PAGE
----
Cull, Acklin at odds over Delta

Bill Acklin.
Bill Acklin.
A Dunedin city councillor says the Dunedin City Council isn't doing enough to support local businesses, as one of its own companies - Delta - prepares to axe another 77 jobs.

However, the claims by Cr Bill Acklin yesterday prompted a hot retort from Mayor Dave Cull, who labelled the comments ''rubbish'' and ''grossly irresponsible''.

Cr Acklin was the only councillor to vote against Delta's restructuring plan at an extraordinary council meeting held behind closed doors last Thursday.

The company is consulting staff about the plan to close its civil construction business, with the loss of 77 jobs in Dunedin, Central Otago and Southland, and is expected to make a final decision by Friday.

The move came just days after it was confirmed Delta had missed out on a $3 million council water maintenance contract, after earlier also losing an $8 million contract in Central Otago.

It also came days after Mr Cull criticised government spending decisions that favoured Auckland and Christchurch over regional centres.

Yesterday, Cr Acklin said he voted against Delta's plan because he could not support any decision to axe another 77 jobs in Dunedin when the city already faced job losses in other areas.

He did not blame Delta for its predicament, saying its investment decisions could only be questioned with hindsight, but criticised the council's lack of support for the company in recent years.

The council had failed to send enough work Delta's way to ensure its success, while cutting spending in other areas - such as footpath maintenance - that had consequences for the company's workload, he said.

The council instead seemed to be focused on spending money in ''minority areas'', like cycleways, and Delta's job losses were ''ultimately at council's hand'', he claimed.

Dave Cull.
Dave Cull.
''We're losing jobs left, right and centre, and in my opinion the council has not supported Delta in the way that I believe it should have, as a city-owned company.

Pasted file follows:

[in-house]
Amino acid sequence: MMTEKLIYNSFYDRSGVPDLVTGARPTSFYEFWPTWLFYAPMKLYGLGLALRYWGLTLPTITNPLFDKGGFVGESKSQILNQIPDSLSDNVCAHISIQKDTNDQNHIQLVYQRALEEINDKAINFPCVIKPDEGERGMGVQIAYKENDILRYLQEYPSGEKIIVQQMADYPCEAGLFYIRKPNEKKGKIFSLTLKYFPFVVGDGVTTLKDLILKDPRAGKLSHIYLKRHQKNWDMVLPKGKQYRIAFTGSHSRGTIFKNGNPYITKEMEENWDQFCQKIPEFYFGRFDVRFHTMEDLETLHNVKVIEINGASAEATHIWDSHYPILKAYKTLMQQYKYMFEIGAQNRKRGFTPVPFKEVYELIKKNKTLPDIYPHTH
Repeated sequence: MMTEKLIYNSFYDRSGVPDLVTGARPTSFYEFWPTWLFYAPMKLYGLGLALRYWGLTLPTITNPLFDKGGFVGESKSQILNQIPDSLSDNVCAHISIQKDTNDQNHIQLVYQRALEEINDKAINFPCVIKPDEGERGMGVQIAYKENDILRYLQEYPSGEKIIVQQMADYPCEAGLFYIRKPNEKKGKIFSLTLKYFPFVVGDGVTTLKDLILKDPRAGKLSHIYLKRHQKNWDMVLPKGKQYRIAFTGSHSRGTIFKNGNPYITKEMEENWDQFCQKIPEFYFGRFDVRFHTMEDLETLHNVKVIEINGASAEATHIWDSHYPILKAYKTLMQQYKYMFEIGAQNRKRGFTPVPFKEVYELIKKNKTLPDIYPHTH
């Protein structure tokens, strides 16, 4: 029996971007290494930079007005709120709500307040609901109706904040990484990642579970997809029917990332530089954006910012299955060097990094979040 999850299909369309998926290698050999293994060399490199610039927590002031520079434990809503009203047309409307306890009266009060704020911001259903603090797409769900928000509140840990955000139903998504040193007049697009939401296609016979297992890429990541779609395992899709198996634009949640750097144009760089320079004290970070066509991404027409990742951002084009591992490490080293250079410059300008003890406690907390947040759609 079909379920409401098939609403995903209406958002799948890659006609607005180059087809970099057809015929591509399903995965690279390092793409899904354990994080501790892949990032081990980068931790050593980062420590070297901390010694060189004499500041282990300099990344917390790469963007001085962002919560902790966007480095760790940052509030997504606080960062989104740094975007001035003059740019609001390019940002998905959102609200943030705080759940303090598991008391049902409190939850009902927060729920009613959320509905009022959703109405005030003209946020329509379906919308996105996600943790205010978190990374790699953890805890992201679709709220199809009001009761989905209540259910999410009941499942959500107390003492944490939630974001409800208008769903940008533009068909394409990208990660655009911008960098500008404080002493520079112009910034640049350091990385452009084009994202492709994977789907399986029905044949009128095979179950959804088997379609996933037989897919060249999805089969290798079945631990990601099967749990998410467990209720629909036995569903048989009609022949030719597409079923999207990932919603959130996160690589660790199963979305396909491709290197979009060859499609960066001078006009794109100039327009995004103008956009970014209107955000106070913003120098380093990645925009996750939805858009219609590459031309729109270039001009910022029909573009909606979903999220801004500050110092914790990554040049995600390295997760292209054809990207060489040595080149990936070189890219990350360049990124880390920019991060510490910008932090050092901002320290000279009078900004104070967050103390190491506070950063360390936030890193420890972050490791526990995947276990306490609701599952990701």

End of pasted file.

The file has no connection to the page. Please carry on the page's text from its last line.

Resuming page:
''I just couldn't possibly support something that was going to chop another 77 jobs,'' he said.

Cr Acklin accepted Delta might not have the capacity for the water maintenance contract, and could not name other contracts the company had missed out on.

Nor could he say exactly how the council should make procurement decisions weighted in favour of Dunedin-based companies.

''If it's close, I think there does need to definitely be a weighting on the city supporting its own.''

Mr Cull was surprised by the comments yesterday, saying Cr Acklin had not raised concerns during debate at last week's meeting.

Any suggestion the council was to blame for Delta's job losses was ''clearly rubbish'', Mr Cull said.

The council had in recent years undertaken a long list of major capital projects - including Forsyth Barr Stadium - that generated work for Dunedin companies, including Delta, he said.

That had come to an end partly because the council had ''overreached'' by taking on so many debt-funded projects at once, and now needed to retrench, he said.

''It's nothing to do with not supporting Delta. It's about not being able to borrow to get involved with large capital projects in the short term.''

Council staff confirmed yesterday an initial assessment of council spending - undertaken as part of an ongoing review of procurement policy - had found about 75% of the council's spend went to local suppliers.

The figure rose to 81% when council wages and other spending was included, and the council's procurement policy also included a clause favouring local suppliers for contracts worth less than $50,000, a spokeswoman said.

The new economic development strategy also included a section on business development through procurement, which aimed to encourage the growth of Dunedin's small and medium-sized businesses.

Mr Cull said Delta's missed council contract was only part of a bigger picture, and the company's civil construction arm had been ''struggling for some time''.

His comments echoed those of Delta chief executive Grady Cameron, who last week blamed the lingering economic downturn, declining local government spending, the slow Christchurch rebuild and lack of private work.

Amalgamated Workers Union New Zealand (Southern) secretary Calvin Fisher was another to criticise the council's lack of support last week, but Mr Cull yesterday dismissed any suggestion Delta should receive preferential treatment.

''I reject the idea that it is the responsibility of the ratepayer to preferentially subsidise any business, even if council owns it.''

chris.morris@odt.co.nz

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